? asked in Science & MathematicsZoology · 7 years ago

Producers, Consumers, and Decomposers?

In each of the following lists, one organism does not belong because it eats diff types of food than the other organisms in the list, Cross of the organisms that does not belong and then label the list as producers, consumers and decomposer.

List A: CARNIVORE

Green Crab

Minnow

Sea bass

Algae

Herring gull

List B: PRODUCER

Phytoplankton

Seaweed

Marsh grass

Ribbed Mussel

Eel grass

List C: HERBIVORE

Zooplankton

Candad goose

Periwinkle

Grass shrimp

Phytoplankton

List D: Decomposer

Beach fleas

Phytoplankton

Bacteria

A Producer is:

A Consumer:

A decomposer is:

2 Answers

Relevance
  • 7 years ago
    Favorite Answer

    List A: CARNIVORE

    Green Crab

    Minnow

    Sea bass

    Algae X

    Herring gull

    List B: PRODUCER

    Phytoplankton

    Seaweed

    Marsh grass

    Ribbed Mussel X

    Eel grass

    List C: HERBIVORE

    Zooplankton

    Candad goose X

    Periwinkle

    Grass shrimp

    Phytoplankton

    List D: Decomposer

    Beach fleas X

    Phytoplankton

    Bacteria

    A Producer is: an organisim that get's it's energy through a process called photosyntheis. This includes some bacteria and plants.

    A Consumer: an organisim that get's it's energy (glucose) from other organisims. This includes herbivores as well as carnivores

    A decomposer is: an organisim that breaks down dead or decaying animals or plants. This includes bacteria and worms

  • Loreen
    Lv 4
    4 years ago

    Decomposers (or saprotrophs) are heterotrophic organisms that obtain their energy from deceased organisms. They, themselves, are organisms (often fungi, Earthworms or bacteria) that break down organic materials to gain nutrients and energy. Decomposition is a natural process that will happen by default, but decomposers accelerate the process. The role that decomposers perform in an ecosystem is extremely important. Without them, organic matter would be piled up on our grounds from past years. In addition, some plants would not receive the required nutrients and might die. When an organism dies, it leaves behind nutrients that are locked tightly together. A scavenger may eat the carcass, but its feces still contains a considerable amount of unused energy and nutrients. Decomposers will later induce further breakdown. This last step releases raw nutrients (such as nitrogen, phosphorus, and magnesium) in a form usable to plants, which quickly incorporate the chemicals into their own cells. This process greatly increases the nutrient-load of an ecosystem, in turn allowing for greater biodiversity. An example of decomposers is the numerous fungi on the right; they break down the dead tree converting its remaining stored energy to free energy. Although, Decomposers are generally located on the bottom of ecosystem diagrams such as food chains, food webs, and energy pyramids; the decomposers in the biosphere are crucial to the environment. By breaking down dead material, they provide some of the required nutrients that other organisms need to survive. Types of Decomposers Fungi Earthworms Plants are producers Animals are consumers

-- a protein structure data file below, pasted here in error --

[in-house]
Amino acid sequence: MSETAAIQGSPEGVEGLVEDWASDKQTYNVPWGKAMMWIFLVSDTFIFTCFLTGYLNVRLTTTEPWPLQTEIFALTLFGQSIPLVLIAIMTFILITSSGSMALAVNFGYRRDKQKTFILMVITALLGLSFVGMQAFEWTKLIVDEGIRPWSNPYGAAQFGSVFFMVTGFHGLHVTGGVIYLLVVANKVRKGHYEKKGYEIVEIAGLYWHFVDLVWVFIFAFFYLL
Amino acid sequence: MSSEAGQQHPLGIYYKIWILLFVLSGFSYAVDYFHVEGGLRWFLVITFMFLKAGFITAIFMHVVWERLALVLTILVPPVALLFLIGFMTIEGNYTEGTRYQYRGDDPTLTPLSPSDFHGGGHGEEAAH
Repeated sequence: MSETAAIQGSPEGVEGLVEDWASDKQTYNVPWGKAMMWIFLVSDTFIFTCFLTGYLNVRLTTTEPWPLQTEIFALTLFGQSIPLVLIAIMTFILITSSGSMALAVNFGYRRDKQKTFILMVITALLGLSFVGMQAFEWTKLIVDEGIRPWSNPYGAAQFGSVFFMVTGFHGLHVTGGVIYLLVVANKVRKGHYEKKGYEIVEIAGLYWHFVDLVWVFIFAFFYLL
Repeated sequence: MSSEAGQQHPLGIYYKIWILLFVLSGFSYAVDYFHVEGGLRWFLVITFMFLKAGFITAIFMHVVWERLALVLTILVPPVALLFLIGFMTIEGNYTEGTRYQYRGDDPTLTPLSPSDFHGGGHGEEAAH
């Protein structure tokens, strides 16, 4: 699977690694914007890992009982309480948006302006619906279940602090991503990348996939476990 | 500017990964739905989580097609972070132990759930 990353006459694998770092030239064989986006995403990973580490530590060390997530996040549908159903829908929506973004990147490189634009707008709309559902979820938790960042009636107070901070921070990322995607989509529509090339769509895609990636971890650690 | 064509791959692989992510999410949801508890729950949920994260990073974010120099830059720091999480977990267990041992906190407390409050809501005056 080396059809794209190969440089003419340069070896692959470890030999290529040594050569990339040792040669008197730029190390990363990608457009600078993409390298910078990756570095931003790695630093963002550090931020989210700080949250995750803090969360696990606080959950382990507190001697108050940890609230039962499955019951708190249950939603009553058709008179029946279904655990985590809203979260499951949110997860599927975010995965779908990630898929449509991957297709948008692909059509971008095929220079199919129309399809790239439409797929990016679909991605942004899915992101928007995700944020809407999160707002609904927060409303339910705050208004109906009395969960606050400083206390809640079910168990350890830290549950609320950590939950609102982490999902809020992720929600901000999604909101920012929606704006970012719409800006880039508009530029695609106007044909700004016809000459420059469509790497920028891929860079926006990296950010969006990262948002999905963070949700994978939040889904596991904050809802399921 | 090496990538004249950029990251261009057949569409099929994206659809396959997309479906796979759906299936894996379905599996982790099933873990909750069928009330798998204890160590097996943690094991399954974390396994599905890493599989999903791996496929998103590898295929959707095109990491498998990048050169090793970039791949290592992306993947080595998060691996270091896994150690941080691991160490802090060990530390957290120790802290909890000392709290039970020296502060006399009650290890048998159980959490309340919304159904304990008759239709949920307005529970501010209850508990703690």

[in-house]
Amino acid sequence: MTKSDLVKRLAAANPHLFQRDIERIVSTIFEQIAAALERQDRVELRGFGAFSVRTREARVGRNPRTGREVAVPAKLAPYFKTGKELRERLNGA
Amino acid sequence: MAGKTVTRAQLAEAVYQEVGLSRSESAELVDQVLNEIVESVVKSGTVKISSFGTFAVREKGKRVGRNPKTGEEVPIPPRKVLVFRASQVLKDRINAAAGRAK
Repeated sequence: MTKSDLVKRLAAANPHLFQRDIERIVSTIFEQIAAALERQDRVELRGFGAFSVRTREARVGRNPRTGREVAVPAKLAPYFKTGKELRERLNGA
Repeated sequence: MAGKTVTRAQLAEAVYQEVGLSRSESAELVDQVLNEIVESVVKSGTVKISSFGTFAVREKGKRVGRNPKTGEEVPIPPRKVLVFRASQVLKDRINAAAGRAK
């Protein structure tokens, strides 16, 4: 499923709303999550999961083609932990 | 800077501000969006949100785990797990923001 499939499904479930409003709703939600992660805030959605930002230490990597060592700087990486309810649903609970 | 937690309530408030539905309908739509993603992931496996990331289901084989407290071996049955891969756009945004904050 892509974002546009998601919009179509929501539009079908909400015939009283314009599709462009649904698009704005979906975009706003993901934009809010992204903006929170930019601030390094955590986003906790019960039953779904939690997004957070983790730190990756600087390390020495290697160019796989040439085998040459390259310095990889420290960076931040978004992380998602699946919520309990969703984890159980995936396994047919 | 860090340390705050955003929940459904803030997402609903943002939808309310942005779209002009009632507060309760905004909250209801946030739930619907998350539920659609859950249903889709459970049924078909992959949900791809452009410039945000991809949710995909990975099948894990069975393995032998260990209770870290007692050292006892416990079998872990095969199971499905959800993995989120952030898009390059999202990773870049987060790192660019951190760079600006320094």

Still have questions? Get your answers by asking now.